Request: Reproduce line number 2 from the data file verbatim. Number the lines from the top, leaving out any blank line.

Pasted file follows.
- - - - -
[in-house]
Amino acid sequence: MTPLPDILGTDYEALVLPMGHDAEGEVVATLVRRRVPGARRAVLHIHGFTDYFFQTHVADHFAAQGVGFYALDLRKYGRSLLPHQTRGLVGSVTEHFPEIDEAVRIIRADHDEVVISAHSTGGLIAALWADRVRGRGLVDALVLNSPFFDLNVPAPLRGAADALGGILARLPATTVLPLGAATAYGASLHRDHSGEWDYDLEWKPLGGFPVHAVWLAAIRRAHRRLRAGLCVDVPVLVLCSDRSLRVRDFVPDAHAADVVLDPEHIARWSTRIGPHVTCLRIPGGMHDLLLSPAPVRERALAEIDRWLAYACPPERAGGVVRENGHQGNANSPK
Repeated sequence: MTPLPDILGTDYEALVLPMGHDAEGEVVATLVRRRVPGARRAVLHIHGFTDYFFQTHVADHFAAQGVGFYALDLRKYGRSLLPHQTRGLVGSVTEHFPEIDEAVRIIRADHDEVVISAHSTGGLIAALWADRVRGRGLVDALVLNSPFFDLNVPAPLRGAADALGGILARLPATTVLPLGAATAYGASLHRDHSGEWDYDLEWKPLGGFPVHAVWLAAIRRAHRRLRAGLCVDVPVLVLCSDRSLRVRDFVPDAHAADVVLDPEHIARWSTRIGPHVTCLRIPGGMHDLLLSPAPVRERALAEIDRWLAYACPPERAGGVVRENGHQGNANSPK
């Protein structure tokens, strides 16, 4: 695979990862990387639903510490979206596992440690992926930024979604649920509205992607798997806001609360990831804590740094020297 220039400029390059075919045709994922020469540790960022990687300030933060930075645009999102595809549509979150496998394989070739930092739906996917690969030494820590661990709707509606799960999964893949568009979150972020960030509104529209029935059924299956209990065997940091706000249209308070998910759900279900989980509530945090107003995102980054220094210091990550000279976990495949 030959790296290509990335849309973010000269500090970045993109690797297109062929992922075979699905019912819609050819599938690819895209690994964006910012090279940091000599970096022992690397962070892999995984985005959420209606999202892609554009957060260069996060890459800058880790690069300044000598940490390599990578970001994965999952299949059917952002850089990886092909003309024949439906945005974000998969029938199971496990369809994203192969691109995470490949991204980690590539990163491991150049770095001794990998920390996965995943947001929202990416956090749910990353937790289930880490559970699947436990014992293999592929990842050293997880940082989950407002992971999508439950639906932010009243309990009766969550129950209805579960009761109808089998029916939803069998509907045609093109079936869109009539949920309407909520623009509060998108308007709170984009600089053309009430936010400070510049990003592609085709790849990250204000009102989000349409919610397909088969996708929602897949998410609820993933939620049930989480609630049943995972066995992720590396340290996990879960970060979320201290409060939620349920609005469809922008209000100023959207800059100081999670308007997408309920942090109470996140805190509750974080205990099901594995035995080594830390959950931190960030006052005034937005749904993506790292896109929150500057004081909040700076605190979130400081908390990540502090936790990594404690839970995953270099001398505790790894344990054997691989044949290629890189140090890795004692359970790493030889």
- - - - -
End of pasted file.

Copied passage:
Amino acid sequence: MTPLPDILGTDYEALVLPMGHDAEGEVVATLVRRRVPGARRAVLHIHGFTDYFFQTHVADHFAAQGVGFYALDLRKYGRSLLPHQTRGLVGSVTEHFPEIDEAVRIIRADHDEVVISAHSTGGLIAALWADRVRGRGLVDALVLNSPFFDLNVPAPLRGAADALGGILARLPATTVLPLGAATAYGASLHRDHSGEWDYDLEWKPLGGFPVHAVWLAAIRRAHRRLRAGLCVDVPVLVLCSDRSLRVRDFVPDAHAADVVLDPEHIARWSTRIGPHVTCLRIPGGMHDLLLSPAPVRERALAEIDRWLAYACPPERAGGVVRENGHQGNANSPK